Pond filtration: Mechanical vs. Biological

Filtration is essential to the health of your pond, but I bet you already knew that! It may seem like its a no-brainer, but what kind of filtration do you need, exactly? Choosing which filter to use, and how much filtration you need is a personal choice, based on your pond’s specific needs. Today, we are going to break down the two main types of filtration and why it’s important to integrate them into your pond routine.


Mechanical filtration

It is what it sounds like. Mechanical filtration is going to be any device (skimmer, filter materials) that doesn’t interfere with the chemical make-up of your pond. The reason to use this type of filtration is to separate any physical debris or sludge from the water and hold on to it. This makes it easier on you, or whoever maintains your pond, when you want to make you pond look cleaner. I don’t mean to confuse you, your pond water will be cleaner when you use this type of filtration, but like I mentioned before, this kind of filtration won’t do anything to change the chemicals in your pond.

Biological filtration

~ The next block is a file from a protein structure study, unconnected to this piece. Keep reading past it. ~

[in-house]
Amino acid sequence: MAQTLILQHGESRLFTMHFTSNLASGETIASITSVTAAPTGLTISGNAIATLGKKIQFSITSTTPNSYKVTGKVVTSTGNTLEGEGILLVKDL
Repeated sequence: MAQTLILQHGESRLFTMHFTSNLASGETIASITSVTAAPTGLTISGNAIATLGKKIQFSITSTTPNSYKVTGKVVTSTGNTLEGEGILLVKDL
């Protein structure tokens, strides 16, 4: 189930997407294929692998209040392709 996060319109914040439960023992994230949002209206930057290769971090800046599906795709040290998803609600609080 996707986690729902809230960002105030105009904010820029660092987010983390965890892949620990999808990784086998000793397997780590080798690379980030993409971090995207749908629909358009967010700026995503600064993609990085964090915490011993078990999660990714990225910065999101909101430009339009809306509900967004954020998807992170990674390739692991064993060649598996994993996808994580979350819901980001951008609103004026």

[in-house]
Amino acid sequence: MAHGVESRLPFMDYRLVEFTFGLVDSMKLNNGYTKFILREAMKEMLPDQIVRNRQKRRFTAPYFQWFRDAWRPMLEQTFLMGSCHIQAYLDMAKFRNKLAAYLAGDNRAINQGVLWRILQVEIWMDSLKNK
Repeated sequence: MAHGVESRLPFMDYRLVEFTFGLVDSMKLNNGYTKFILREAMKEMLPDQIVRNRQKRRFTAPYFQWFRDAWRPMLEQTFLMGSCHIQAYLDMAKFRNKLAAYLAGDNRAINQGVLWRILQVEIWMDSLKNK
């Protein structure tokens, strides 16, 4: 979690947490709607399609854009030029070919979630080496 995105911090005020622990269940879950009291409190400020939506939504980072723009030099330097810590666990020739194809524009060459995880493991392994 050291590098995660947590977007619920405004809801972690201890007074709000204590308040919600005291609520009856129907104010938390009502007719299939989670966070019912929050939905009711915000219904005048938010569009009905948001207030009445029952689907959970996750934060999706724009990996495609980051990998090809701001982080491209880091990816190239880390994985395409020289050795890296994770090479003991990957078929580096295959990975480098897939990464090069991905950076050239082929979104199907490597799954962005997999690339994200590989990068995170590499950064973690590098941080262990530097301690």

I know what this looks like, a bigger, fancier version of a mechanical filter. Alas, I have fooled you! There is a very important aspect of bio-filters that set them apart from regular old mechanical filters; bacteria. Even though we are used to the word bacteria being thrown around in regards to our health (and usually in a more negative context), the bacteria that you find in these bio-filters are actually your friend. If you’ve read a lot of our other posts, or even if you haven’t, you might have heard of something called “Beneficial bacteria”. The bacteria would, in this case, live inside the filter material, eating up all the “undesirable” chemicals that naturally occur in your pond. You may be thinking to yourself “This is like an all-in-one package deal, what else could I possibly need?”, and if you are, I got you again! The thing is with all the good stuff in life is that it comes with some compromises. In order for the bacteria to work their magic, you need certain conditions (above 55 F, not having you water “over-cleaned” with something like chlorine) and you must have a mechanical filtration system in place for most bio-filters because if there is debris that goes through your bio-filter and gets caught in the filtration material, it will starve the good bacteria of their food source and oxygen. This isn’t a huge deal if its only a single piece of debris every so often, but without something like a skimmer, all of your debris will get filtered through the bio-filter, thus making it just a very large and very expensive skimmer.